And almost every shot from downtown is going in. In a Jazz uniform he has thrived when it's come to shooting efficiently. His MPS, minutes per shot (or minutes he needs to play in order to accrue 1.0 FGA) is actually the largest in his career as well. This means that he's taking 1 shot about ever 3 minutes of play (2.94). The trend is that he's being smarter with his shot selection, and shooting less frequently. So while he's shooting 56.8% of the time from deep, and shooting better, he's also jacking it less. Point of reference, I think Morris Almonds MPS was much lower (smaller number = chucker). Yeah, I just looked it up, in Almond's first year here he shot the ball every 36 seconds he played. Foye's shooting it once every 176 seconds.

Of course, you know, if your frame of reference is Morris Almond you're setting the bar pretty low. Let's look at Foye against, well, Kyle Korver. Korver came off the bench and played the role of sharp shooter. In a Jazz uniform he played in 207 games (regular season and playoffs combined), and played 21.8 MPG. He averaged 6.6 shots a game, and of that, 3.2 of them were three pointers. His 3PTA / FGA ratio was 47.7%. So less than half of all of his shots were threes.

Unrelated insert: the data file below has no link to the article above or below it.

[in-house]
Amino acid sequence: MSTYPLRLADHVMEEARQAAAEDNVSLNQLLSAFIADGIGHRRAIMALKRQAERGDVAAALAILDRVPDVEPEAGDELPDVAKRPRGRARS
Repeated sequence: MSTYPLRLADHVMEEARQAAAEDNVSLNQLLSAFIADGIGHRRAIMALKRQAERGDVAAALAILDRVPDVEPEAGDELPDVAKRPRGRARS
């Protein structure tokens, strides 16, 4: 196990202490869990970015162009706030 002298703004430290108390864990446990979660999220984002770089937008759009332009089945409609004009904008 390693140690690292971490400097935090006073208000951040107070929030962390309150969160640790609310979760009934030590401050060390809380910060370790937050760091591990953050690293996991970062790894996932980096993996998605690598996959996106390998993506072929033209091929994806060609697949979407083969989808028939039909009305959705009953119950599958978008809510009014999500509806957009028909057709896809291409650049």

Randy has only played in 41 games for the Jazz, and he's playing 26.9 MPG. He is currently averaging 9.2 shots a game, and of that, 5.2 of them are from downtown. His 3PTA / FGA ratio is 56.8%. He's playing more minutes, he's taking more shots, and shooting a significant majority of them from three.

In terms of PPG / APG / and A:TO ratio Kyle went 8.7 ppg, 1.6 apg, with a 1.7 : 1 ratio. He was a SF/SG. Foye's current breakdown is 11.3 ppg, 1.8 apg, with a 1.5: 1 ratio. He's a SG/PG. He dimes 0.2 more, and has a lower assist to turn over ratio, while scoring +2.6 more points a game. He's also shooting +2.6 FGA more. So, uh. That's part of the distinction between the two. Randy is playing more, has a larger role, and not really more efficient.